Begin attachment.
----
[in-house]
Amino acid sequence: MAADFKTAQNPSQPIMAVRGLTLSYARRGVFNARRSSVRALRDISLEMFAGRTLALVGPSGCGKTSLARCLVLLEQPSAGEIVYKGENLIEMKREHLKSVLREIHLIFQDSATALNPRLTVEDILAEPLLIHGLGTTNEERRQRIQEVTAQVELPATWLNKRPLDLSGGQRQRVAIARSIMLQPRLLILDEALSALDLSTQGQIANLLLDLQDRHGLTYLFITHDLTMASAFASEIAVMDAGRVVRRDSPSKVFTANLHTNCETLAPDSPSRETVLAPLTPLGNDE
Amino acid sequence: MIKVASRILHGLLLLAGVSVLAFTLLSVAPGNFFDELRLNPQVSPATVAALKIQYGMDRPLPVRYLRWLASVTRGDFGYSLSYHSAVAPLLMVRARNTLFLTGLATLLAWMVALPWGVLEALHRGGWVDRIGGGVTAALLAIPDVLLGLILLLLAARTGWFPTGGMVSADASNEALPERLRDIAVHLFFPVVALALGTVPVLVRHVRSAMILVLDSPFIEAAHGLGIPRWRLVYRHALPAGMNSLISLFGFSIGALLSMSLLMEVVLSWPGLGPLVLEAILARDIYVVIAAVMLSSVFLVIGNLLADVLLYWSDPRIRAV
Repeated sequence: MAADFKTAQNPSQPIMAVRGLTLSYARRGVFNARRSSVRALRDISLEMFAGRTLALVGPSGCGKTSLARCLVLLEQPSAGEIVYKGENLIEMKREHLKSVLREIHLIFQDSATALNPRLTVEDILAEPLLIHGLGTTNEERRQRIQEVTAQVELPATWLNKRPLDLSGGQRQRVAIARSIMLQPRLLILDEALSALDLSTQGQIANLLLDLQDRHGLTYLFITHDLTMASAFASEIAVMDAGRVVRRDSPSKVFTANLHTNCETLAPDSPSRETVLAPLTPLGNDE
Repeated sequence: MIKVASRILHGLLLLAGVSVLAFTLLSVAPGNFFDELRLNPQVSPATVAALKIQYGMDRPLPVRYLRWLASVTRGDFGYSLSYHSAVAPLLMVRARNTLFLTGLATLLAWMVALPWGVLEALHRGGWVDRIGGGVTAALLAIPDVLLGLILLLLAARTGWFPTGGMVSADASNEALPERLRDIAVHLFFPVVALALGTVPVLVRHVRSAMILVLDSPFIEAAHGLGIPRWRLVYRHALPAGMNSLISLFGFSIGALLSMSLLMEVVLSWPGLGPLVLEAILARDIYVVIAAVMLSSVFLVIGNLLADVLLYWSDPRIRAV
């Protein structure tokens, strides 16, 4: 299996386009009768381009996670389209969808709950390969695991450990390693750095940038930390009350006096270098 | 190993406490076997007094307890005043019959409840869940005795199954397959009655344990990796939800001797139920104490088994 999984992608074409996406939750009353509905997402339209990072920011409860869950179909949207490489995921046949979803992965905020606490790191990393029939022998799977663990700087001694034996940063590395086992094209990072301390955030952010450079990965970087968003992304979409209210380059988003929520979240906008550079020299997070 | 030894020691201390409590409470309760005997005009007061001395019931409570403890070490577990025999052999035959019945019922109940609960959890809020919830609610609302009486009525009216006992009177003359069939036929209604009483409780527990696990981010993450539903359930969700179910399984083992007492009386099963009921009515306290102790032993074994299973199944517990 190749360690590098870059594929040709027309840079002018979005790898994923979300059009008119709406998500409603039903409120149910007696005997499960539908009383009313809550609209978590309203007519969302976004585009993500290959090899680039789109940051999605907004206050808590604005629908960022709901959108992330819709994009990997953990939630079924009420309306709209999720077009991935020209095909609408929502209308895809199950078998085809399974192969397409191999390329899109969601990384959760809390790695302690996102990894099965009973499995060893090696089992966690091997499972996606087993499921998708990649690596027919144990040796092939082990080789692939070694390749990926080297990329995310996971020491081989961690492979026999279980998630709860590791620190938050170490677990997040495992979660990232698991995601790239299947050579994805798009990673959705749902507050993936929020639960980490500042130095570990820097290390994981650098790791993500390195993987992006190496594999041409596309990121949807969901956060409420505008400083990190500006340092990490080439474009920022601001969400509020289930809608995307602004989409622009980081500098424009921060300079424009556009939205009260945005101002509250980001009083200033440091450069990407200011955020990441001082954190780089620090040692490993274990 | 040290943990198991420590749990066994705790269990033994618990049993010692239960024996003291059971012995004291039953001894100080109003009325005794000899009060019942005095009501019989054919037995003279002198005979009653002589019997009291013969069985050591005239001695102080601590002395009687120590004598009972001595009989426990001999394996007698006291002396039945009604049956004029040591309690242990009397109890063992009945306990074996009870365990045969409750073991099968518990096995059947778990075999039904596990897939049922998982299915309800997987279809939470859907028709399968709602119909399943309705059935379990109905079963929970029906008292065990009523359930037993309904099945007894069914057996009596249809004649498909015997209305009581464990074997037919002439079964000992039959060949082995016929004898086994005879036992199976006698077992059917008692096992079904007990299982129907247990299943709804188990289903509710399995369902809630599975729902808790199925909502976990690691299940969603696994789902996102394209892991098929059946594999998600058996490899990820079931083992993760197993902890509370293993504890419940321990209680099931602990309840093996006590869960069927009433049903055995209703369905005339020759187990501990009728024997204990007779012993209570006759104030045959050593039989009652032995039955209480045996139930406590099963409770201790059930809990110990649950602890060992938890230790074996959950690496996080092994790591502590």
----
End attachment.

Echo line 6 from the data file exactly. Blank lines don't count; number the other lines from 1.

């Protein structure tokens, strides 16, 4: 299996386009009768381009996670389209969808709950390969695991450990390693750095940038930390009350006096270098 | 190993406490076997007094307890005043019959409840869940005795199954397959009655344990990796939800001797139920104490088994 999984992608074409996406939750009353509905997402339209990072920011409860869950179909949207490489995921046949979803992965905020606490790191990393029939022998799977663990700087001694034996940063590395086992094209990072301390955030952010450079990965970087968003992304979409209210380059988003929520979240906008550079020299997070 | 030894020691201390409590409470309760005997005009007061001395019931409570403890070490577990025999052999035959019945019922109940609960959890809020919830609610609302009486009525009216006992009177003359069939036929209604009483409780527990696990981010993450539903359930969700179910399984083992007492009386099963009921009515306290102790032993074994299973199944517990 190749360690590098870059594929040709027309840079002018979005790898994923979300059009008119709406998500409603039903409120149910007696005997499960539908009383009313809550609209978590309203007519969302976004585009993500290959090899680039789109940051999605907004206050808590604005629908960022709901959108992330819709994009990997953990939630079924009420309306709209999720077009991935020209095909609408929502209308895809199950078998085809399974192969397409191999390329899109969601990384959760809390790695302690996102990894099965009973499995060893090696089992966690091997499972996606087993499921998708990649690596027919144990040796092939082990080789692939070694390749990926080297990329995310996971020491081989961690492979026999279980998630709860590791620190938050170490677990997040495992979660990232698991995601790239299947050579994805798009990673959705749902507050993936929020639960980490500042130095570990820097290390994981650098790791993500390195993987992006190496594999041409596309990121949807969901956060409420505008400083990190500006340092990490080439474009920022601001969400509020289930809608995307602004989409622009980081500098424009921060300079424009556009939205009260945005101002509250980001009083200033440091450069990407200011955020990441001082954190780089620090040692490993274990 | 040290943990198991420590749990066994705790269990033994618990049993010692239960024996003291059971012995004291039953001894100080109003009325005794000899009060019942005095009501019989054919037995003279002198005979009653002589019997009291013969069985050591005239001695102080601590002395009687120590004598009972001595009989426990001999394996007698006291002396039945009604049956004029040591309690242990009397109890063992009945306990074996009870365990045969409750073991099968518990096995059947778990075999039904596990897939049922998982299915309800997987279809939470859907028709399968709602119909399943309705059935379990109905079963929970029906008292065990009523359930037993309904099945007894069914057996009596249809004649498909015997209305009581464990074997037919002439079964000992039959060949082995016929004898086994005879036992199976006698077992059917008692096992079904007990299982129907247990299943709804188990289903509710399995369902809630599975729902808790199925909502976990690691299940969603696994789902996102394209892991098929059946594999998600058996490899990820079931083992993760197993902890509370293993504890419940321990209680099931602990309840093996006590869960069927009433049903055995209703369905005339020759187990501990009728024997204990007779012993209570006759104030045959050593039989009652032995039955209480045996139930406590099963409770201790059930809990110990649950602890060992938890230790074996959950690496996080092994790591502590």